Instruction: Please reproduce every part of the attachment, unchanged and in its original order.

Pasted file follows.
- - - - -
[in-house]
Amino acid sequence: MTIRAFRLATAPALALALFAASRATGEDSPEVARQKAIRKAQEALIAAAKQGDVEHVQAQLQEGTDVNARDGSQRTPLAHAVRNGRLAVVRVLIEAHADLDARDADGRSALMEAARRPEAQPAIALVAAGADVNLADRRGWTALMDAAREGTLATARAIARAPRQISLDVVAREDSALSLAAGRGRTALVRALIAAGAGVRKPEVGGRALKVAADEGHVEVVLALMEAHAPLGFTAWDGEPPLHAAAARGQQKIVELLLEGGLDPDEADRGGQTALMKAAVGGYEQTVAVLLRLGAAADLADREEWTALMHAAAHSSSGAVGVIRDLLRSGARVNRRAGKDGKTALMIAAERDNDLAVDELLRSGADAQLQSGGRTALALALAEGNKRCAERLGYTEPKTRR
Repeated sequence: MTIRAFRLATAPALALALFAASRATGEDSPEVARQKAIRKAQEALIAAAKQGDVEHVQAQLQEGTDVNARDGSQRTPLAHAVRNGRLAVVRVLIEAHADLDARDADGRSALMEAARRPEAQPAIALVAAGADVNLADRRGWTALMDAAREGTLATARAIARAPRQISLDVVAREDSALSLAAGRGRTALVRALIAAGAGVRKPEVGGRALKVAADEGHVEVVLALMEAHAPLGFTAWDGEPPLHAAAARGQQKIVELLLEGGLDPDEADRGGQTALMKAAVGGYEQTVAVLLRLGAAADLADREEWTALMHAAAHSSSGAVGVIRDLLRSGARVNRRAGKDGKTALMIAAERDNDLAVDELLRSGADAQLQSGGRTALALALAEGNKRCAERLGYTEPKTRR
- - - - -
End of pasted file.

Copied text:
[in-house]
Amino acid sequence: MTIRAFRLATAPALALALFAASRATGEDSPEVARQKAIRKAQEALIAAAKQGDVEHVQAQLQEGTDVNARDGSQRTPLAHAVRNGRLAVVRVLIEAHADLDARDADGRSALMEAARRPEAQPAIALVAAGADVNLADRRGWTALMDAAREGTLATARAIARAPRQISLDVVAREDSALSLAAGRGRTALVRALIAAGAGVRKPEVGGRALKVAADEGHVEVVLALMEAHAPLGFTAWDGEPPLHAAAARGQQKIVELLLEGGLDPDEADRGGQTALMKAAVGGYEQTVAVLLRLGAAADLADREEWTALMHAAAHSSSGAVGVIRDLLRSGARVNRRAGKDGKTALMIAAERDNDLAVDELLRSGADAQLQSGGRTALALALAEGNKRCAERLGYTEPKTRR
Repeated sequence: MTIRAFRLATAPALALALFAASRATGEDSPEVARQKAIRKAQEALIAAAKQGDVEHVQAQLQEGTDVNARDGSQRTPLAHAVRNGRLAVVRVLIEAHADLDARDADGRSALMEAARRPEAQPAIALVAAGADVNLADRRGWTALMDAAREGTLATARAIARAPRQISLDVVAREDSALSLAAGRGRTALVRALIAAGAGVRKPEVGGRALKVAADEGHVEVVLALMEAHAPLGFTAWDGEPPLHAAAARGQQKIVELLLEGGLDPDEADRGGQTALMKAAVGGYEQTVAVLLRLGAAADLADREEWTALMHAAAHSSSGAVGVIRDLLRSGARVNRRAGKDGKTALMIAAERDNDLAVDELLRSGADAQLQSGGRTALALALAEGNKRCAERLGYTEPKTRR